|G| <= (qr - 1)/(q - 1),
which is the number of points in an r-1-dimensional projective geometry of order q if such exists. Furthermore, the upper bound is attained only by projective geometries. "Splitting" means that G is the union of two disjoint proper flats.
The conjecture has been proved for ranks r <= 5. The hypothesis that G is nonsplitting is superfluous in rank 3 and can be replaced by connectedness in rank 4. It is necessary in higher ranks, as examples like the following show: let G be the direct sum of n m-point lines, with n > 2, truncated down one rank so r = 2n - 1. If m is chosen properly, G satisfies the cocircuit bound but not the point bound.
This problem was proposed by Joe Bonin. firstname.lastname@example.org
Given a matroid and a number r, you want to find the size of a largest flat with rank r.
The natural decision form of this question is: Max r-Flat Lower Bound
Given n, is the maximum size of an r-flat >= n?
I assume an "oracle" is available to decide whether a given point is a member of a given flat. In the vector case such an oracle is elementary. (I think of the flat as specified by a basis.)
The decision problem is obviously in NP, since given an r-flat with at least n points it is easy to verify that it is an r-flat and has at least n points. Thus the question is whether it is NP-complete. It certainly would seem to be. I haven't given this enough thought to know whether or not it is easy to prove NP-completeness. Possibly a known NP-complete problem is a special case.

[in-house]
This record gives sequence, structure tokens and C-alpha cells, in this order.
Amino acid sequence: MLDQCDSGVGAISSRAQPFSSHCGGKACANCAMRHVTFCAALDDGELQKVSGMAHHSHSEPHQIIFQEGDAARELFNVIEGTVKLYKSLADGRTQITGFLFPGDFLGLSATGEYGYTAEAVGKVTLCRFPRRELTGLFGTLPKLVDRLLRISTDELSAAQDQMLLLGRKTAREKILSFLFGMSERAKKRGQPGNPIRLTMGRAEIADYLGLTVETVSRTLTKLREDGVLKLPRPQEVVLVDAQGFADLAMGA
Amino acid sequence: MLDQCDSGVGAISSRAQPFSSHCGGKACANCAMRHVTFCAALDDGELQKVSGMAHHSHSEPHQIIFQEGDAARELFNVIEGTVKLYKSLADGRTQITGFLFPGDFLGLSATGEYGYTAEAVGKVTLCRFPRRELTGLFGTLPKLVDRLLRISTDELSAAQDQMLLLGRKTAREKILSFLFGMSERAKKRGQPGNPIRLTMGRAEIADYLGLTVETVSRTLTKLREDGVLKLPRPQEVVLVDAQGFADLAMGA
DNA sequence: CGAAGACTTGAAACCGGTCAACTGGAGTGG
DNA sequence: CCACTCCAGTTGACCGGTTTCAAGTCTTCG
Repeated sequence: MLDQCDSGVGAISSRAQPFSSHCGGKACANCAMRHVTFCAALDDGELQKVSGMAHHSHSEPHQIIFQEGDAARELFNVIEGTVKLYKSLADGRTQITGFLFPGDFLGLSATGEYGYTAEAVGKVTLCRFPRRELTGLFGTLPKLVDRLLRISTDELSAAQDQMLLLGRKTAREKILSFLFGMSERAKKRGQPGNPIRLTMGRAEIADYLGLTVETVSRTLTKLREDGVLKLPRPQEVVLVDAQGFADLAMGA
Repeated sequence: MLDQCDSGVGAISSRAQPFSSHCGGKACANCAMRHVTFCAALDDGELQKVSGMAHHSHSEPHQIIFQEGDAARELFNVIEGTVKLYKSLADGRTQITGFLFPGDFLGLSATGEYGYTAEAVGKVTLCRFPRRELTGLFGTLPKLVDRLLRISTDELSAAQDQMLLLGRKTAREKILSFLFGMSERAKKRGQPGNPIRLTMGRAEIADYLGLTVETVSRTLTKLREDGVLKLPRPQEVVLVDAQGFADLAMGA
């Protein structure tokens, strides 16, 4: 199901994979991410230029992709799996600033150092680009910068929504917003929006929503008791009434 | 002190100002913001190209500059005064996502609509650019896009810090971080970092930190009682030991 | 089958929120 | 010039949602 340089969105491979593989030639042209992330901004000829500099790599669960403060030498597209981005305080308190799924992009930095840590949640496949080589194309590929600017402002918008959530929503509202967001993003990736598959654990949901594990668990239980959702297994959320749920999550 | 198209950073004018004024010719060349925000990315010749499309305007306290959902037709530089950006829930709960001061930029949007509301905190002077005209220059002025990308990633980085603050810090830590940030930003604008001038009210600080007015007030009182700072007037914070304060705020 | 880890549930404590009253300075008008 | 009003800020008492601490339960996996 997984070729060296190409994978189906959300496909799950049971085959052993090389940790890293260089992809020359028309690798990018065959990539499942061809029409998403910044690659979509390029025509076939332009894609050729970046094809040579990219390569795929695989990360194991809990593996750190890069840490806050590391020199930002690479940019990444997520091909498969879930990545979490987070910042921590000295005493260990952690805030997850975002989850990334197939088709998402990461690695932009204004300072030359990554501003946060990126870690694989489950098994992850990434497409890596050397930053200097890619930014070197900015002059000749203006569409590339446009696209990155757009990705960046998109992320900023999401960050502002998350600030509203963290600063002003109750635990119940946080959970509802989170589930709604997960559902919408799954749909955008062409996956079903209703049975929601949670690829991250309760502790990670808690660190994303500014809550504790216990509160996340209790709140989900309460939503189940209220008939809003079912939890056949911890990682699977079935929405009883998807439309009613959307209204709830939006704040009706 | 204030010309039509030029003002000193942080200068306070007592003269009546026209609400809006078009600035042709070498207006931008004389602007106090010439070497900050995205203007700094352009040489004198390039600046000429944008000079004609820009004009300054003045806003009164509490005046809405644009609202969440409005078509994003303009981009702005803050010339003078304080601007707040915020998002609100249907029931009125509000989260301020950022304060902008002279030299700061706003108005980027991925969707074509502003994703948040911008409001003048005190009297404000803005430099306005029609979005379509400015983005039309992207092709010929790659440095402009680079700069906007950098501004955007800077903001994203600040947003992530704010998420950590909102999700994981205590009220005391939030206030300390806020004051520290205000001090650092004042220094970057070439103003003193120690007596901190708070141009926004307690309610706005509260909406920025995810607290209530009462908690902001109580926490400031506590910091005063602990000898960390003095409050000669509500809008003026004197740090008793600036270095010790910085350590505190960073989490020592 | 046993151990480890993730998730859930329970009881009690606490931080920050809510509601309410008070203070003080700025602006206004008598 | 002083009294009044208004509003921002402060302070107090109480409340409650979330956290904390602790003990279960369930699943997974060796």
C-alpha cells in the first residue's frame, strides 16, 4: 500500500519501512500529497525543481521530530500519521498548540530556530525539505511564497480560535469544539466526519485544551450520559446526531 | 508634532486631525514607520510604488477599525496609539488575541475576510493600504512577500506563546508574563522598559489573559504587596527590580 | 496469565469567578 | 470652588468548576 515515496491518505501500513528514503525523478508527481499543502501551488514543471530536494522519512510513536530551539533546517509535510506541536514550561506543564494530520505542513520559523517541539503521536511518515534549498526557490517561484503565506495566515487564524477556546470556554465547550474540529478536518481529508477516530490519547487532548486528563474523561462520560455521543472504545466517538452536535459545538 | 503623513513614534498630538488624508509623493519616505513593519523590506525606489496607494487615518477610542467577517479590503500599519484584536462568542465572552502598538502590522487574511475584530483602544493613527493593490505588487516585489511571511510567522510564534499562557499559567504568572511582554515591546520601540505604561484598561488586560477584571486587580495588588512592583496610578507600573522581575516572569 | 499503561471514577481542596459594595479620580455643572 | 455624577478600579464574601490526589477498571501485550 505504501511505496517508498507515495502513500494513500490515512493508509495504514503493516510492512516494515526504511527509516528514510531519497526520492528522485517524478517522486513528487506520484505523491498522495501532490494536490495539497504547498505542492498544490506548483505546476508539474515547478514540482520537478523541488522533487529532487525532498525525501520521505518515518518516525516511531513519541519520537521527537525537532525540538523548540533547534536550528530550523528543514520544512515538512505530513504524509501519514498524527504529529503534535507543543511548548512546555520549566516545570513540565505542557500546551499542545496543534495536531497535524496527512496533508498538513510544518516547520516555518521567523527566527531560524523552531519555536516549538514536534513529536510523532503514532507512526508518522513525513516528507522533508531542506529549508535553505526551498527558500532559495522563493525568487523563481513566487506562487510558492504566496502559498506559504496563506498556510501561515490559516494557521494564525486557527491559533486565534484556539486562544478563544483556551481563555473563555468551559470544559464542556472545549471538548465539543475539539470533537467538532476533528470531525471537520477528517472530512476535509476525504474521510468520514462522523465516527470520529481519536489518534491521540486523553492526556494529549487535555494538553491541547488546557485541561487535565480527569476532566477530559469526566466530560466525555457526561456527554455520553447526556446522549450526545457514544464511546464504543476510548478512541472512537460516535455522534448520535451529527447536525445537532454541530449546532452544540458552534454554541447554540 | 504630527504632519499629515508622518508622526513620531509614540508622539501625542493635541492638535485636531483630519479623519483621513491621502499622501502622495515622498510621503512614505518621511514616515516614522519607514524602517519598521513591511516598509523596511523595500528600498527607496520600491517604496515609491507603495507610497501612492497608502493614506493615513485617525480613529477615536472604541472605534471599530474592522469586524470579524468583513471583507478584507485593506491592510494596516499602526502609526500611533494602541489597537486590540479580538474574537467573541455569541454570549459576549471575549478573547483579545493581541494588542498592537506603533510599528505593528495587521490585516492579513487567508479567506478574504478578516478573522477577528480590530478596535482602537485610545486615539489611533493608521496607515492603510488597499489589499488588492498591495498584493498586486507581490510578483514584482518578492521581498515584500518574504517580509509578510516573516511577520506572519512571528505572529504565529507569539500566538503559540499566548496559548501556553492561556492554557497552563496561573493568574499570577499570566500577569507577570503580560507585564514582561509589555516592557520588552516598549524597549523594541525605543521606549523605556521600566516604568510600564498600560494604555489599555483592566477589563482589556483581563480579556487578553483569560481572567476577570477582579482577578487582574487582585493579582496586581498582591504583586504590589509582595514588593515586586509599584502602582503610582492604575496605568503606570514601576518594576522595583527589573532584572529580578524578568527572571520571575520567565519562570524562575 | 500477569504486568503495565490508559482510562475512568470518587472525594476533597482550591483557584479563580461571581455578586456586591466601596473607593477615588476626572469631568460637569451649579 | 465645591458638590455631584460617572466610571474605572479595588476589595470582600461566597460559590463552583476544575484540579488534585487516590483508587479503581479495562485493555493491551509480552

This problem was raised by Vasily G. Shabat.
Covering And Packing by Flats
Kahn and Kung say a matroid "splits" if it is the disjoint union of two proper flats. (See Bonin's Problem above.) This suggests two problems that seem pretty interesting although, as far as I know, useless and difficult.Flat Packing
The flat packing number p(M) of a matroid M is the smallest number of proper flats (that is, we may use any flat except the whole point set) that are pairwise disjoint and whose union is the whole point set. What is p(M)?
The flat covering number c(M) is the smallest number of proper flats that cover all the points. What is c(M)?
In both problems the natural decision question is the upper-bound form:
Given n, is p(M), or c(M), <= n?
This is clearly in NP, assuming an oracle like that mentioned in the Maximum r-Flat problem.
I proposed these questions inspired by the examples that force the assumption of G's not splitting in Bonin's problem above. email@example.com
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Created 8 June 1998.
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